Treasury Bills Yield Stays 6.5% After Spot Rate Falls

LBS Discloses FG's Targets With Naira Redesigning

The average yield on Nigerian Treasury notes was 6.5% at the start of the week, as reasonably solid liquidity supported demand in the secondary market. Following the influx of N51.12 billion in coupon payments from FGN bonds, liquidity levels in the banking sector increased, pulling short-term benchmark rates lower.

While market activity was low, the average yield finished steady at 6.5% after spot rates were priced down at the Central Bank’s primary market auction last week. The Central Bank of Nigeria successfully sold N36.56 billion in securities with maturities ranging from 91 days to 182 days to 364 days in the primary market auction last week.

According to analysts’ notes, the quantity sold matched the amount offered. Notably, spot prices have decreased significantly compared to the previous auction.

Auction results showed that the spot rate on 91-day dropped to 3.67% from 4.99%. Also, the CBN priced 182-day bills down to 5.11% from 6.50%. Meanwhile, the spot rate on the 364-day saw a substantial decrease to 9.25% from 11.37% previously.

This drop in yields suggests increased demand for the securities, analysts said, noting that the total subscriptions amounted to N321 billion, indicating a bid-to-cover ratio of 8.79x across all three maturities. #Naira Devaluation Deepens Economic Crisis in Nigeria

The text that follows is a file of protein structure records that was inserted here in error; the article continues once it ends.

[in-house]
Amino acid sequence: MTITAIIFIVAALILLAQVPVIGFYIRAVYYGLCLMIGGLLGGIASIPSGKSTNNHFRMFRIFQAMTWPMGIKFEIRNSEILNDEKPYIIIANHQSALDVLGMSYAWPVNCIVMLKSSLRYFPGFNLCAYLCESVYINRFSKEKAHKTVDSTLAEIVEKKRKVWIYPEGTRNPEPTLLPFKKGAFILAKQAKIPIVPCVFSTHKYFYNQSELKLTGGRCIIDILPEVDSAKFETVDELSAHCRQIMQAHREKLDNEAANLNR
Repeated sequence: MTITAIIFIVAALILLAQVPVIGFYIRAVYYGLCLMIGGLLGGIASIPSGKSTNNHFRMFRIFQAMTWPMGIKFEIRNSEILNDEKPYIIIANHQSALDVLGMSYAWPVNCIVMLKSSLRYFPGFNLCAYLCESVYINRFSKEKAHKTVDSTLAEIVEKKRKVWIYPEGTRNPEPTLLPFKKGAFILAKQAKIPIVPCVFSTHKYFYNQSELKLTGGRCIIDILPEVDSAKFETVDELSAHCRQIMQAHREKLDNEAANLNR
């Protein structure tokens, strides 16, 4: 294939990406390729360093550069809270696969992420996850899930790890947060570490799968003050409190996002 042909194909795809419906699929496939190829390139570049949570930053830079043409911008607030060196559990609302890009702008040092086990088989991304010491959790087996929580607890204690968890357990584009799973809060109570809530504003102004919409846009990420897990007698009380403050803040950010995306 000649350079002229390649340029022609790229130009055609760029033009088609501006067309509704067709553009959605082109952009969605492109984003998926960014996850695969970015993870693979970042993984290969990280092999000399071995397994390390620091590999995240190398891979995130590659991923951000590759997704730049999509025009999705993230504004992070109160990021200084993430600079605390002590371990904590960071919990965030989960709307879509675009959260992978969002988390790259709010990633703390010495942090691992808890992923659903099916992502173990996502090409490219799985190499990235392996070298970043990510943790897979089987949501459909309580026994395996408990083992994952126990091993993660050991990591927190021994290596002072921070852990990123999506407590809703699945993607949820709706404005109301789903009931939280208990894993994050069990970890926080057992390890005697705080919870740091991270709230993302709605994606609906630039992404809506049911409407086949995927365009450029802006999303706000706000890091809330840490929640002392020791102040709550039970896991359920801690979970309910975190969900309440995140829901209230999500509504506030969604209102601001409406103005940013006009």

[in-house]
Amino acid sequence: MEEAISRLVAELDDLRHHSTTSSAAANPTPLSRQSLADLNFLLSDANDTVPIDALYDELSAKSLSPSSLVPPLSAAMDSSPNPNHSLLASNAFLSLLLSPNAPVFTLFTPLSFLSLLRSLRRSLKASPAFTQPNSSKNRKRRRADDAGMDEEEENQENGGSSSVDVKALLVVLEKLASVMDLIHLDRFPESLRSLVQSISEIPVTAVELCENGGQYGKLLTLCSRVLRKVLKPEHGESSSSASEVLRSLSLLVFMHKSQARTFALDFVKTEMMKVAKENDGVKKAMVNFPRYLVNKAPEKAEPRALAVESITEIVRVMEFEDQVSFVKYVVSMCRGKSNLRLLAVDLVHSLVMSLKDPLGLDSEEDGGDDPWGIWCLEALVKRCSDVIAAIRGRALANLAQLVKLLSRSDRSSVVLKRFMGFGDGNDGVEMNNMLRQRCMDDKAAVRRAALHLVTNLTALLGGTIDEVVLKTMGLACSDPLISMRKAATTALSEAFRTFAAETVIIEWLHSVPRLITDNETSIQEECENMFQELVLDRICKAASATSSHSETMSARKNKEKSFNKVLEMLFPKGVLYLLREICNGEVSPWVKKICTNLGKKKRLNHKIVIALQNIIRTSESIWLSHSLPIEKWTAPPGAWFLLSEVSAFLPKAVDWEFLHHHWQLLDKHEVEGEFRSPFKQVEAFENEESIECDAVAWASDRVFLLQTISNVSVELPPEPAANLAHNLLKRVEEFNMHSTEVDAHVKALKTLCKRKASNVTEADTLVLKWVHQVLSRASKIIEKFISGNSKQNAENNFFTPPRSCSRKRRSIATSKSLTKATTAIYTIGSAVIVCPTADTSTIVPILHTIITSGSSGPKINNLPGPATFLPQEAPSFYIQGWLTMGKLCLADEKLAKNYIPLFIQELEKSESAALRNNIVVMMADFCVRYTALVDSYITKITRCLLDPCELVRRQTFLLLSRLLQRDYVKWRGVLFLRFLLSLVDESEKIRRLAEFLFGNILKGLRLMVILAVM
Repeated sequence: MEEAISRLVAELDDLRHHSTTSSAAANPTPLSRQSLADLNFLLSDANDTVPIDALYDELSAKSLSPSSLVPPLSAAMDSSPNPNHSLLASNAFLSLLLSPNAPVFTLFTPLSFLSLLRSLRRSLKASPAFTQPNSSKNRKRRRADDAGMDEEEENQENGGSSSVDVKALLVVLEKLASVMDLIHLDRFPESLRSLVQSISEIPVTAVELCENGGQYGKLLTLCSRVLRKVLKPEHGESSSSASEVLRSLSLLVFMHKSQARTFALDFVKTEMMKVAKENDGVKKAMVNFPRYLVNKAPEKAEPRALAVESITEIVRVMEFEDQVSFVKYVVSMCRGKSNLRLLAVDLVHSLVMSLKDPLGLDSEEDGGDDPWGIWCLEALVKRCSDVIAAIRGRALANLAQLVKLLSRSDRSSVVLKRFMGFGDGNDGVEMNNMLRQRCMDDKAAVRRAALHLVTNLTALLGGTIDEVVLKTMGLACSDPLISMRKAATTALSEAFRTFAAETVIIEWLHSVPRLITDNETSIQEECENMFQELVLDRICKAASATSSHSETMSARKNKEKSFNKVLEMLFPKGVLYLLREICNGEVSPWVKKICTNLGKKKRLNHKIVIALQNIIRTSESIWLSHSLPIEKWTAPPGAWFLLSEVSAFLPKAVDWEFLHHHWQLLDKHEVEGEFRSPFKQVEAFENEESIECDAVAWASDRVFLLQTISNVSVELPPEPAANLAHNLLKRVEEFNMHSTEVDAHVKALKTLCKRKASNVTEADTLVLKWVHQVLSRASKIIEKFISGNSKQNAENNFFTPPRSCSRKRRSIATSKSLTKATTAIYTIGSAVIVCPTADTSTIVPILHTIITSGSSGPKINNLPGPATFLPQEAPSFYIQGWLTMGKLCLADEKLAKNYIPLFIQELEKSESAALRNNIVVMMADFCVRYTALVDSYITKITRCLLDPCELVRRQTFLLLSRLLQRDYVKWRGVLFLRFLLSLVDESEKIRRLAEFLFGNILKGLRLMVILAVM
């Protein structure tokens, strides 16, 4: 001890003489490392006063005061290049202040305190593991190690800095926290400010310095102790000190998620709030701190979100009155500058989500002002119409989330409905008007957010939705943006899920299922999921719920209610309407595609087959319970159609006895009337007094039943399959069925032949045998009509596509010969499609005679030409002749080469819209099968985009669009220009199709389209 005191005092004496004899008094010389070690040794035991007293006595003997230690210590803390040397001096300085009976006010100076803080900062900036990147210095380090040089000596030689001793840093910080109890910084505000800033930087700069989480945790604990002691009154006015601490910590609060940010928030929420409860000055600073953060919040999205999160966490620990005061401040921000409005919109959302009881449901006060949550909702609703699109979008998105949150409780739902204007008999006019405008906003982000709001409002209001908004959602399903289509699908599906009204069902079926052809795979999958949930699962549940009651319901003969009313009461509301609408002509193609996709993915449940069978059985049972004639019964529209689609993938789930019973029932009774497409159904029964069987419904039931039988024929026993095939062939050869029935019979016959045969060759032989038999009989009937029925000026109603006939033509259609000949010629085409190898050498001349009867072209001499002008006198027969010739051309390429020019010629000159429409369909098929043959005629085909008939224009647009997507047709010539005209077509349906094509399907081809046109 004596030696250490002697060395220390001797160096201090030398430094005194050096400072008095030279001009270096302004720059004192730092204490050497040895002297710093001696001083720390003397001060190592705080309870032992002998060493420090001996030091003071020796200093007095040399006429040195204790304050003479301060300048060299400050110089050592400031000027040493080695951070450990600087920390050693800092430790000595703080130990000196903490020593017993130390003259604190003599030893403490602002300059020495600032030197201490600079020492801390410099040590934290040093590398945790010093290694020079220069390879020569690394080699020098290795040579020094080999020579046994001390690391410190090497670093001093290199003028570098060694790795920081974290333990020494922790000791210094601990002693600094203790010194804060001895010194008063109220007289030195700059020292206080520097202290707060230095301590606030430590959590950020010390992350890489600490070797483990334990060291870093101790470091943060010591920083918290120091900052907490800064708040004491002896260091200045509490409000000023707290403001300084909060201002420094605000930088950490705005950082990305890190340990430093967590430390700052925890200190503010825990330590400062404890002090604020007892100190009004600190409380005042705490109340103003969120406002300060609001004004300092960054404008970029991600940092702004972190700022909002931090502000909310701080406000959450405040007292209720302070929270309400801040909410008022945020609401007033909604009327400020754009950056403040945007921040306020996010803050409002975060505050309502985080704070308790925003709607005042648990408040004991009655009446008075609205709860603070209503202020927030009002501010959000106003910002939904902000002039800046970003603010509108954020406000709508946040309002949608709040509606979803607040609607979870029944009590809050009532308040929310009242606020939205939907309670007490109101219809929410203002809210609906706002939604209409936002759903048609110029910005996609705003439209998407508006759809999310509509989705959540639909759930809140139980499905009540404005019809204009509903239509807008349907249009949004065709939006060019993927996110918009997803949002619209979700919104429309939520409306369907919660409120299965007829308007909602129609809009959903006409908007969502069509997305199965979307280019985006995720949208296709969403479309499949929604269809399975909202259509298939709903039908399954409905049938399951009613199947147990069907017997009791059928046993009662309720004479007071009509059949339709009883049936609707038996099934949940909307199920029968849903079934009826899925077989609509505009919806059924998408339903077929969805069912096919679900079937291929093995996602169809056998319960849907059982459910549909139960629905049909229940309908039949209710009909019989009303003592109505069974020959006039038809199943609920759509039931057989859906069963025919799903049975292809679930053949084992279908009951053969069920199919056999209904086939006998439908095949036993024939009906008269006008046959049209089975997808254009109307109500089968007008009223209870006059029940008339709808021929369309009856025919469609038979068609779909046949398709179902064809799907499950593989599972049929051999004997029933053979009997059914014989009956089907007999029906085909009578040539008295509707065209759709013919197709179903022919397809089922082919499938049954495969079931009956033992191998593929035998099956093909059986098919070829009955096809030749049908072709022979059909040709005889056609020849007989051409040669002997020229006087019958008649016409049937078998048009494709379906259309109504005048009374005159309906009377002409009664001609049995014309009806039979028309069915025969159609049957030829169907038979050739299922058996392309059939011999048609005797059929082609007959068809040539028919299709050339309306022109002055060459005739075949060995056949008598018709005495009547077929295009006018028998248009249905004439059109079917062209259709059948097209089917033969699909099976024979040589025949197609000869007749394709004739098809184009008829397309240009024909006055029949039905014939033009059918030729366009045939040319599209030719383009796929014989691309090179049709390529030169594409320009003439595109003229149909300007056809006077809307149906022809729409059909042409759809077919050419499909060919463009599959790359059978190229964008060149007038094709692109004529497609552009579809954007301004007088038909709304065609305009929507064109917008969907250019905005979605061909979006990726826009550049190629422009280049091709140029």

Demand was particularly strong for the 364-day maturity, reflecting investor confidence in longer-term securities. This outcome indicates robust interest in Nigerian Treasury Bills, possibly due to the attractive yields offered in this auction.

Cowry Asset Management Limited anticipates yields to stay relatively downbeat in the coming week as market participants digest the current economic data and development within the foreign exchange market in line with the level of liquidity conditions in the financial system.

Across the curve, Cordros Capital Limited said the average yield was unchanged at the short and mid segments but declined at the long (-1bp) as investors demanded the 346-day to maturity (-1bp) bill. Conversely, the average yield contracted by 1bp to 12.1% in the OMO segment.

Traders envisage lower demand for T-bills in the secondary market following expectations of a squeezed system liquidity. Thus, analysts believe yields in the secondary market will head northward.

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